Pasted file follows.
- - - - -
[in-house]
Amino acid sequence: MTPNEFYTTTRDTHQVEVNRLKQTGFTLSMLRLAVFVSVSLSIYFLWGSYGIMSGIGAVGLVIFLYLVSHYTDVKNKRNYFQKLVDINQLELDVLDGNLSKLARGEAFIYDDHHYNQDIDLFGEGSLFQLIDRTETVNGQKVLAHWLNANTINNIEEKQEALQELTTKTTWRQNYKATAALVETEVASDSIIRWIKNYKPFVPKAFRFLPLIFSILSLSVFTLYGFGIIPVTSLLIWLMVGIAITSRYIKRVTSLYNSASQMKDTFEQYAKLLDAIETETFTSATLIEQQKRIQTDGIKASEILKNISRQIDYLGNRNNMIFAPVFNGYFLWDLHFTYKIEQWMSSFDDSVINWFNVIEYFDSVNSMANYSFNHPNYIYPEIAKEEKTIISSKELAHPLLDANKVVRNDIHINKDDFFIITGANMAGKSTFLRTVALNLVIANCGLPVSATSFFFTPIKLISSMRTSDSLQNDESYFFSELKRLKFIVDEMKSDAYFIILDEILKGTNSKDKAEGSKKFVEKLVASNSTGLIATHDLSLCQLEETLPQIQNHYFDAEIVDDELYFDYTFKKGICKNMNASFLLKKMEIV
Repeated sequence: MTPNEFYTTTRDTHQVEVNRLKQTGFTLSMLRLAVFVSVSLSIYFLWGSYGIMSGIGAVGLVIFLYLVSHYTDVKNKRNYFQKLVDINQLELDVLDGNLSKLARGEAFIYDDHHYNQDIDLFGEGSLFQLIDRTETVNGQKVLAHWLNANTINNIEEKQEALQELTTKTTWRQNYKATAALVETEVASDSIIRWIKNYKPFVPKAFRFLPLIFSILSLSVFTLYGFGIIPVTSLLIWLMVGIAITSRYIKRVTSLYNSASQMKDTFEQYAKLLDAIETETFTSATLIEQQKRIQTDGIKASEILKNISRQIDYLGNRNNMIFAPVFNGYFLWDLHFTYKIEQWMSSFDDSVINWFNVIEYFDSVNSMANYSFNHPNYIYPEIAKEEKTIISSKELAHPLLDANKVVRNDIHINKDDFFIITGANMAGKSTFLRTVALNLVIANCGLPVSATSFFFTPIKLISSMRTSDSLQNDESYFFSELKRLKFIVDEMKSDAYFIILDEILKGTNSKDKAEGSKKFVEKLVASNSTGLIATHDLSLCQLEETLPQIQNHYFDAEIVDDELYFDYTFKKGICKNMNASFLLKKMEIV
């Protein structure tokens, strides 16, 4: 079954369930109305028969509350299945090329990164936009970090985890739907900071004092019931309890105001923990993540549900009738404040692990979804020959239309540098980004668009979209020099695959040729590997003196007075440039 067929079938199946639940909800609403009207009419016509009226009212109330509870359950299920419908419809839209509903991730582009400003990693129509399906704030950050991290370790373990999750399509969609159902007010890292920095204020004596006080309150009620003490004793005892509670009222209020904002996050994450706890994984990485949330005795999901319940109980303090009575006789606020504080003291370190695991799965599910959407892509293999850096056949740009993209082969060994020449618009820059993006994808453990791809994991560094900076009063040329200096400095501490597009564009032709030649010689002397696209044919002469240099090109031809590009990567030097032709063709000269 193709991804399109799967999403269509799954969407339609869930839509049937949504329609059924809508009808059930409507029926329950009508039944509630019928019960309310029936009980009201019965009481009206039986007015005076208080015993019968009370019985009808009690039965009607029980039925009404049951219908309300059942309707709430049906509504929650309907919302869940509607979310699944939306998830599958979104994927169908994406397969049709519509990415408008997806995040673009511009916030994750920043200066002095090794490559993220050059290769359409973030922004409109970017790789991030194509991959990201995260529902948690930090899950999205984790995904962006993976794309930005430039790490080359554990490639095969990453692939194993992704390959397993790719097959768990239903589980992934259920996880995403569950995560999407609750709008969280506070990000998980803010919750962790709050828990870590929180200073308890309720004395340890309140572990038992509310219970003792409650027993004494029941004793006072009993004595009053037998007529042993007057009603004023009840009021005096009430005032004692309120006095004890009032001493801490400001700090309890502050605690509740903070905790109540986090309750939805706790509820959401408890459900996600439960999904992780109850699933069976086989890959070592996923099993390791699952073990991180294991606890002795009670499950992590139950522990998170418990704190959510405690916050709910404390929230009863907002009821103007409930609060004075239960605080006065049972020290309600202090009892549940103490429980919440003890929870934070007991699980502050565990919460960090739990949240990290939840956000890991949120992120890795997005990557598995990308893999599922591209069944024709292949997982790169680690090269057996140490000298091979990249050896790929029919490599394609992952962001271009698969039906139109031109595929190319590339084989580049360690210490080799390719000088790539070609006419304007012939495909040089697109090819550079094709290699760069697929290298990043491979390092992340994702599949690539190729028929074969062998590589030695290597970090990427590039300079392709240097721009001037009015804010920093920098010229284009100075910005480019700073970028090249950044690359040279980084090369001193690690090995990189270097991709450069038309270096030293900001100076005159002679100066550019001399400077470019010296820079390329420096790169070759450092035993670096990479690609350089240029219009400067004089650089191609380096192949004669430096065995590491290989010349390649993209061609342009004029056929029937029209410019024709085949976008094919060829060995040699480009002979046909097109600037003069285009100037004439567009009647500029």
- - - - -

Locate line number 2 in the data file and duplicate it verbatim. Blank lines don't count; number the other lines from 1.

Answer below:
Amino acid sequence: MTPNEFYTTTRDTHQVEVNRLKQTGFTLSMLRLAVFVSVSLSIYFLWGSYGIMSGIGAVGLVIFLYLVSHYTDVKNKRNYFQKLVDINQLELDVLDGNLSKLARGEAFIYDDHHYNQDIDLFGEGSLFQLIDRTETVNGQKVLAHWLNANTINNIEEKQEALQELTTKTTWRQNYKATAALVETEVASDSIIRWIKNYKPFVPKAFRFLPLIFSILSLSVFTLYGFGIIPVTSLLIWLMVGIAITSRYIKRVTSLYNSASQMKDTFEQYAKLLDAIETETFTSATLIEQQKRIQTDGIKASEILKNISRQIDYLGNRNNMIFAPVFNGYFLWDLHFTYKIEQWMSSFDDSVINWFNVIEYFDSVNSMANYSFNHPNYIYPEIAKEEKTIISSKELAHPLLDANKVVRNDIHINKDDFFIITGANMAGKSTFLRTVALNLVIANCGLPVSATSFFFTPIKLISSMRTSDSLQNDESYFFSELKRLKFIVDEMKSDAYFIILDEILKGTNSKDKAEGSKKFVEKLVASNSTGLIATHDLSLCQLEETLPQIQNHYFDAEIVDDELYFDYTFKKGICKNMNASFLLKKMEIV